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City coffee roastery using custom bike to make deliveries

Jul 24, 2014 - By Eric Blom, Staff Writer

The family-owned business uses the machine to bring customers bags of roasted beans.

Brown Sugar Coffee Roastery has an eye-catching new promotional device that doubles as an expansion of their service: a coffee delivery bike.

Co-owner and roaster Aaron Justice uses the bright orange machine to bring customers bags of roasted coffee. He delivers anywhere in town for an extra 99 cents.

"People call and they want delivery, he hops on the bike and takes it to them," said Mary Justice, Aaron's mother and a co-owner of Brown Sugar Coffee Roastery.

Aaron's wife, April, and father, Norval, also are co-owners of the business.

So far, few of their customers know about the bike and ask for deliveries, Aaron said, but he makes a few trips each week.

The company is not delivering coffee drinks, however.

Aaron said he tried to deliver drinks a few times, but bumps in the road makes carrying them by bicycle impossible without spilling.

The family-owned coffee shop and roastery ordered the custom-built bike from Republic Bike and received it in May.

Bike-related businesses are expanding across the country, from tricycle taxis to pedal pubs, but the growth in the pedal-powered economy was not a major factor in the Justices' decision to buy the bike.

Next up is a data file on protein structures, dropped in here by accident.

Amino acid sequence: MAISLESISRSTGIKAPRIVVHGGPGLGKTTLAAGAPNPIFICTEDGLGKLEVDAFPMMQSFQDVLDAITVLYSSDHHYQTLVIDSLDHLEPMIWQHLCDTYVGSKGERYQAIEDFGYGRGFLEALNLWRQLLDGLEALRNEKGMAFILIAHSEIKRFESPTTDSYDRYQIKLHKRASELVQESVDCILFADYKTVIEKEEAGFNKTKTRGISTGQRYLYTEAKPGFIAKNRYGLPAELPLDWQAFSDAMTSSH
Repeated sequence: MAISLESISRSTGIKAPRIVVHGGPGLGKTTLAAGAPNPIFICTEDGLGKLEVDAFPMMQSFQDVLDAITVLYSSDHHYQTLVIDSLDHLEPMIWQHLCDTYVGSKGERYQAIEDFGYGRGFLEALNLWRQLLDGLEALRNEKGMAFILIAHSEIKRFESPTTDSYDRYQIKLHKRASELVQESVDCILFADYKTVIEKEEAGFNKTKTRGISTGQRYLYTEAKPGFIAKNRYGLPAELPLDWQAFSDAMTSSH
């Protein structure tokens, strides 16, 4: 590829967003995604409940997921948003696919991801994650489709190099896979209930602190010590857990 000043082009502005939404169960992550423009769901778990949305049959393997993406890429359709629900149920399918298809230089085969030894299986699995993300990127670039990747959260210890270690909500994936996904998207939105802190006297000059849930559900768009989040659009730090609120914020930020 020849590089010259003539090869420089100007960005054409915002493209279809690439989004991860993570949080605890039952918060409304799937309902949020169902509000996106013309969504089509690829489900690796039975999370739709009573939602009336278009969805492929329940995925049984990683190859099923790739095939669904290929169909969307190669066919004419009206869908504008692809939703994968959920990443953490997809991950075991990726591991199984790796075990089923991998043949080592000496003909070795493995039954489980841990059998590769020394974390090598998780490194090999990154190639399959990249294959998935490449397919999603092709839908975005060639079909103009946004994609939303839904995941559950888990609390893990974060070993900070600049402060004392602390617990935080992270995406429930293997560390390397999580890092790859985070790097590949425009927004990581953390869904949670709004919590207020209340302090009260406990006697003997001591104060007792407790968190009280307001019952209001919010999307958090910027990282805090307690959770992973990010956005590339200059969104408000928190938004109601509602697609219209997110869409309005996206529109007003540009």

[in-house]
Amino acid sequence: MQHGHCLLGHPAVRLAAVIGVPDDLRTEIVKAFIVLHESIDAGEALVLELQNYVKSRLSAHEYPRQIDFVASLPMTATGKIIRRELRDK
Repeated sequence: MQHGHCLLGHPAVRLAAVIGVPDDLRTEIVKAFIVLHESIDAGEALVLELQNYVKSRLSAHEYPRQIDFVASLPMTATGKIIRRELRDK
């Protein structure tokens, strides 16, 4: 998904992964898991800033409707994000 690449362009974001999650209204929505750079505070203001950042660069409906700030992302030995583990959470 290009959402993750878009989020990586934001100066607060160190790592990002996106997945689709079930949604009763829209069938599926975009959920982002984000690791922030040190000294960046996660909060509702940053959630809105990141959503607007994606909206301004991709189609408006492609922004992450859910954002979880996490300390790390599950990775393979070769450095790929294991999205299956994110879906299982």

"It's just, what do we have that other places in town don't?" Justice said. "We have fresh roasted, organic, fair trade beans and we deliver them. It's our differentiation."

His mother agreed.

"It's unique. Nobody else around here has one," she said.

The bike is bright orange and has a cargo rack on the front. The rack can carry 50 pounds of weight and has a corrugated plastic tote on the front.

The bike has a sign built-in with the name Brown Sugar Coffee Roastery on it and on the tote up front to help advertise.

The Justices have used it for promotional purposes, including having Aaron ride it in the Lander Fourth of July Parade to hand out chocolate covered coffee beans.

The bike has a 20-inch wheel on the front, the size used in some child bikes, to make space for the cargo rack. The rear wheel is a mountain-bike standard of 26 inches.

It has three speeds provided by a Shimano Nexus internally geared rear hub, which includes a coaster brake, and has a disc brake on the front wheel providing strong stopping power to slow down even a heavily laden bike.

Matching orange fenders, a red bell, blue tires and a faux leather seat add to the charm.

All those bright colors have turned some heads when Aaron rides it.

"He rode it past one of the schools, and it happened to be at recess time. All the kids, they said, 'Oh wow, what a cool bike,'" Mary said.

The aluminum frame and steel fork add up to about 35 pounds, which is heavy for a bike. Aaron, however, said he is an avid triathlete, and he enjoys the chances to ride it.

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